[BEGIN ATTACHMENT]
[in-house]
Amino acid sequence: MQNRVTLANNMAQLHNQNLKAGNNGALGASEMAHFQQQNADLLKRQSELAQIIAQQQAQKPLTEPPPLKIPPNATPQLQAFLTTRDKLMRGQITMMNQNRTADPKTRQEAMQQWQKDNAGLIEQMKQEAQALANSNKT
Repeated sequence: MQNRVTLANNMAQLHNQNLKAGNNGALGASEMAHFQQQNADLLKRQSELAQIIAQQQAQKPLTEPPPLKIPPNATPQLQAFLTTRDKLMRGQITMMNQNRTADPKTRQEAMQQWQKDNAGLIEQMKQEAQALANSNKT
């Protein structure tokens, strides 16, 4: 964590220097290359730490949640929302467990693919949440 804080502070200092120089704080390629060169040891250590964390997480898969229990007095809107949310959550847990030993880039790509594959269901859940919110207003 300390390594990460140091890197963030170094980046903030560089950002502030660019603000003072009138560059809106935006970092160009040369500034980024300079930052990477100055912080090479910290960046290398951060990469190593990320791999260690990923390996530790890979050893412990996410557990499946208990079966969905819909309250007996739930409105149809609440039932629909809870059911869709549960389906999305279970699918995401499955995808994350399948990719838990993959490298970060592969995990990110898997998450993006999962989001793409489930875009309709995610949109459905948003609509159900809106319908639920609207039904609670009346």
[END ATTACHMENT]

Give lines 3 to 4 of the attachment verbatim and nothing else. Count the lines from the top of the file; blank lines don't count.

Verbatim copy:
Repeated sequence: MQNRVTLANNMAQLHNQNLKAGNNGALGASEMAHFQQQNADLLKRQSELAQIIAQQQAQKPLTEPPPLKIPPNATPQLQAFLTTRDKLMRGQITMMNQNRTADPKTRQEAMQQWQKDNAGLIEQMKQEAQALANSNKT
């Protein structure tokens, strides 16, 4: 964590220097290359730490949640929302467990693919949440 804080502070200092120089704080390629060169040891250590964390997480898969229990007095809107949310959550847990030993880039790509594959269901859940919110207003 300390390594990460140091890197963030170094980046903030560089950002502030660019603000003072009138560059809106935006970092160009040369500034980024300079930052990477100055912080090479910290960046290398951060990469190593990320791999260690990923390996530790890979050893412990996410557990499946208990079966969905819909309250007996739930409105149809609440039932629909809870059911869709549960389906999305279970699918995401499955995808994350399948990719838990993959490298970060592969995990990110898997998450993006999962989001793409489930875009309709995610949109459905948003609509159900809106319908639920609207039904609670009346």